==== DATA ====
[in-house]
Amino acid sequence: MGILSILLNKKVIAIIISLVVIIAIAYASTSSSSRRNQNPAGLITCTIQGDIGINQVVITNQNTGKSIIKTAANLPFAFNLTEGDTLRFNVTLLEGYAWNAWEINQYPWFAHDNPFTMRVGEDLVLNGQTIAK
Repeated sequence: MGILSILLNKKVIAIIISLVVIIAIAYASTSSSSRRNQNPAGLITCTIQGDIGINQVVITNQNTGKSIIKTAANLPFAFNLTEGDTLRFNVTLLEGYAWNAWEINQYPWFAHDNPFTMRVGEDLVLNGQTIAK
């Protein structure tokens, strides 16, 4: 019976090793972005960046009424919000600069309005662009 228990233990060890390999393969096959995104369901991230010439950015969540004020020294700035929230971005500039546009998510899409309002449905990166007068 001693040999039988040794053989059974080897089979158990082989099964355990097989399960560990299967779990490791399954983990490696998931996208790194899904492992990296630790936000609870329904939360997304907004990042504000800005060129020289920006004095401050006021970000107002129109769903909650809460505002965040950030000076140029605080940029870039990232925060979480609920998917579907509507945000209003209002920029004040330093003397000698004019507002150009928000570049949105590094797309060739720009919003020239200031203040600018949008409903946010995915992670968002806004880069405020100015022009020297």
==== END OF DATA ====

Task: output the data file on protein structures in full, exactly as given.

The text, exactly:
[in-house]
Amino acid sequence: MGILSILLNKKVIAIIISLVVIIAIAYASTSSSSRRNQNPAGLITCTIQGDIGINQVVITNQNTGKSIIKTAANLPFAFNLTEGDTLRFNVTLLEGYAWNAWEINQYPWFAHDNPFTMRVGEDLVLNGQTIAK
Repeated sequence: MGILSILLNKKVIAIIISLVVIIAIAYASTSSSSRRNQNPAGLITCTIQGDIGINQVVITNQNTGKSIIKTAANLPFAFNLTEGDTLRFNVTLLEGYAWNAWEINQYPWFAHDNPFTMRVGEDLVLNGQTIAK
């Protein structure tokens, strides 16, 4: 019976090793972005960046009424919000600069309005662009 228990233990060890390999393969096959995104369901991230010439950015969540004020020294700035929230971005500039546009998510899409309002449905990166007068 001693040999039988040794053989059974080897089979158990082989099964355990097989399960560990299967779990490791399954983990490696998931996208790194899904492992990296630790936000609870329904939360997304907004990042504000800005060129020289920006004095401050006021970000107002129109769903909650809460505002965040950030000076140029605080940029870039990232925060979480609920998917579907509507945000209003209002920029004040330093003397000698004019507002150009928000570049949105590094797309060739720009919003020239200031203040600018949008409903946010995915992670968002806004880069405020100015022009020297």